The council of elders that runs Wikipedia confirmed last week that, sometime soon, the unwashed masses will no longer be able to directly edit the profiles of famous living people. The proposed policy, first reported by the New York Times and later clarified by the Wikimedia Foundation, would require an ordained Wikipedia editor to approve changes before they become visible. This was widely reported as a stress fracture in Wikipedia's sacred anyone-can-edit architecture. Fast Company painted it as Wikipedia's coming of age. A commenter on Slashdot compared the move to "Lenin abolishing free elections."
Cooler heads were quick to cast the policy as a fairly minor revision to Wikipedia's existing defense mechanisms. Currently, anyone can edit most pages without even signing up for a username, in which case the IP address is logged with the changes. Pages that are prone to vandalism, like those for Jesus, George W. Bush, and episodes of iCarly, are protected so that greener users can't edit them. Still, the bar for access is not terribly high. To edit a protected page, you need to register a username, wait four days, and make at least 10 edits to unprotected pages. Wikipedia's new proposed policy, called "flagged protection," gets rid of this detox period and requires that unregistered users have their edits approved by a more seasoned Wikipedian. (The Wikimedia Foundation hasn't clearly defined how you get to be a reviewer who can approve edits.)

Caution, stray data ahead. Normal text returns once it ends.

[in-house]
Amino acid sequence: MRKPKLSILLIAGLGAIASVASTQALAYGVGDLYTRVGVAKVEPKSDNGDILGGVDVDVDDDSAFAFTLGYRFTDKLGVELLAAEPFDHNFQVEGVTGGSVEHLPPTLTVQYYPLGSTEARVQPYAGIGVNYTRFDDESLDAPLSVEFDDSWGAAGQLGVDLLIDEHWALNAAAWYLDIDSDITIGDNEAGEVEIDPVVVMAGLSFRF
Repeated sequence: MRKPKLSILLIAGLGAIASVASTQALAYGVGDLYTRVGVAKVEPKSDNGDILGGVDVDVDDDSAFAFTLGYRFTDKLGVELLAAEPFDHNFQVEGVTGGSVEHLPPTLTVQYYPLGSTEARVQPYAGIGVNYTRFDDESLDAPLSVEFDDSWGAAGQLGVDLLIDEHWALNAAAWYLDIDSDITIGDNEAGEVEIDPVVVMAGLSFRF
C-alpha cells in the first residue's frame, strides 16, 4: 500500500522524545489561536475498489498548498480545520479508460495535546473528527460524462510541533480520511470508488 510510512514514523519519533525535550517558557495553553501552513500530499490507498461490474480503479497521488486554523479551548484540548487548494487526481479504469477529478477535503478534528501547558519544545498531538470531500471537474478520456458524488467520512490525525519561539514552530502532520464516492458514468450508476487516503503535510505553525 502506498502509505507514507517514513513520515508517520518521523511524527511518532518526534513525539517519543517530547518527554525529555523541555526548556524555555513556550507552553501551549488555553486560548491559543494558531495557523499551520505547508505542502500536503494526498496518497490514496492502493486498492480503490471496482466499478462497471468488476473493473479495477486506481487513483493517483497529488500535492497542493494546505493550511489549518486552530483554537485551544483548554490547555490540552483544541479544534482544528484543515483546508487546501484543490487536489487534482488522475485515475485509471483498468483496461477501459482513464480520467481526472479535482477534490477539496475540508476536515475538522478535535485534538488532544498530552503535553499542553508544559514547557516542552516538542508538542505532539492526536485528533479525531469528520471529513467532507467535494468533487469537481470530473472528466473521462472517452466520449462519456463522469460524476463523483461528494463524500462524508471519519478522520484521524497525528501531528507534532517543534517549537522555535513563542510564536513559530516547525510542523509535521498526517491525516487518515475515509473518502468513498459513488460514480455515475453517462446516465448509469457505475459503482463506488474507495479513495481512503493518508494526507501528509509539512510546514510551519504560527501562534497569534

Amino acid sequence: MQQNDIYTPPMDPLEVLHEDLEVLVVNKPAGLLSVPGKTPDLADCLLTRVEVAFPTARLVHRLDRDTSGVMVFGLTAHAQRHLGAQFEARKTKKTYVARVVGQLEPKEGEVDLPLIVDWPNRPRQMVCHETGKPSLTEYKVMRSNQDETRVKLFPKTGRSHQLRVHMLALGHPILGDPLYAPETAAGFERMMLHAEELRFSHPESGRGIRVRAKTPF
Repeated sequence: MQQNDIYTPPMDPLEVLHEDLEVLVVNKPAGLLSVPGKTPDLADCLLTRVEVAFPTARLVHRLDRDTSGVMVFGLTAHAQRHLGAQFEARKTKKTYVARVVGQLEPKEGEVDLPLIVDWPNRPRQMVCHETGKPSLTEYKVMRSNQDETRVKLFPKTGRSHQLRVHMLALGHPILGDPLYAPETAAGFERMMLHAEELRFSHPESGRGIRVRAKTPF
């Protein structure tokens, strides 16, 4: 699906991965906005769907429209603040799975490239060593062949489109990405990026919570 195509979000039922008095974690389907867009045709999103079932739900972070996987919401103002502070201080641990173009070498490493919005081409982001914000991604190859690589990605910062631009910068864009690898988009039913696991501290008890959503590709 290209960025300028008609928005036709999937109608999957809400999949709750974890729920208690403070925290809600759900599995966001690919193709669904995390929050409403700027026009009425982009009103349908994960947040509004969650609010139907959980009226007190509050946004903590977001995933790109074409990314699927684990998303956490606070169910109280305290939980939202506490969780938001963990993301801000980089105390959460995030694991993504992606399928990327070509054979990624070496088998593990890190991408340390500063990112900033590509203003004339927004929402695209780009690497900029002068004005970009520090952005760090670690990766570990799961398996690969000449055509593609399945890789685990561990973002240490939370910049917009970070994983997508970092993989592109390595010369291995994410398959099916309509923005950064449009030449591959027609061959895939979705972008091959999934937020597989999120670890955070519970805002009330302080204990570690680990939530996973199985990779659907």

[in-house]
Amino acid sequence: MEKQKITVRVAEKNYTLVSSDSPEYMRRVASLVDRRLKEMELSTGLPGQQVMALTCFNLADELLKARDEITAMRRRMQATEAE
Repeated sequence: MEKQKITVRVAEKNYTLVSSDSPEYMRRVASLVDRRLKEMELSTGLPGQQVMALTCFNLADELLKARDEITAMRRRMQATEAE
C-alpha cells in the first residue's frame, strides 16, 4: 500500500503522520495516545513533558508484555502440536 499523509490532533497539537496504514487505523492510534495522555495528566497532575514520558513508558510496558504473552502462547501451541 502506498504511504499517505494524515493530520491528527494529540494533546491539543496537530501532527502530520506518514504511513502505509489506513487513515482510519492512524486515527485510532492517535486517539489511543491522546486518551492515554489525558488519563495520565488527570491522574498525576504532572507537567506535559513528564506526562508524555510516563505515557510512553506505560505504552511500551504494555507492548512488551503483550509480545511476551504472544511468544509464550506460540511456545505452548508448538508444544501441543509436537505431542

Wikipedia brass says that the site's new rules will apply only to pages for high-profile living people who are most likely to be harmed by misinformation. Unapproved edits will still be visible for users who sign in, though most Wikipedia browsers probably won't take that step.
No matter how you spin this new policy, there's no getting around that it gives more power and control to a small group of people. But if this were a big problem, Wikipedia would have flopped a long time ago. As I've argued before, the encyclopedia's success is largely due to the devoted efforts of a small number of obsessive editors, many of whom are quick to undo the work of trespassing newcomers. Rather than a signal Wikipedia's coming of age or a shift away from democracy, these new rules merely formalize, for certain pages, what's already happening on the site.
Take, for example, the extensive analysis of the Wikipedia ecosystem by Ed Chi and his colleagues at the Palo Alto Research Center. About half of all edits, they found, come from users who have made at least 100 changes to the site, and 20 percent of edits come from those who have made 1,000 or more changes. (See the graph here.) On the other end, Chi and company found that by the end of 2008, first-time users had a 25 percent chance of having their change to Wikipedia undone by someone else. (That doesn't include changes that are obvious vandalism.) That figure dropped to around 15 percent for the user's next eight edits. Users who've made more than 100 edits, meanwhile, have their fixes undone 1 percent of the time.
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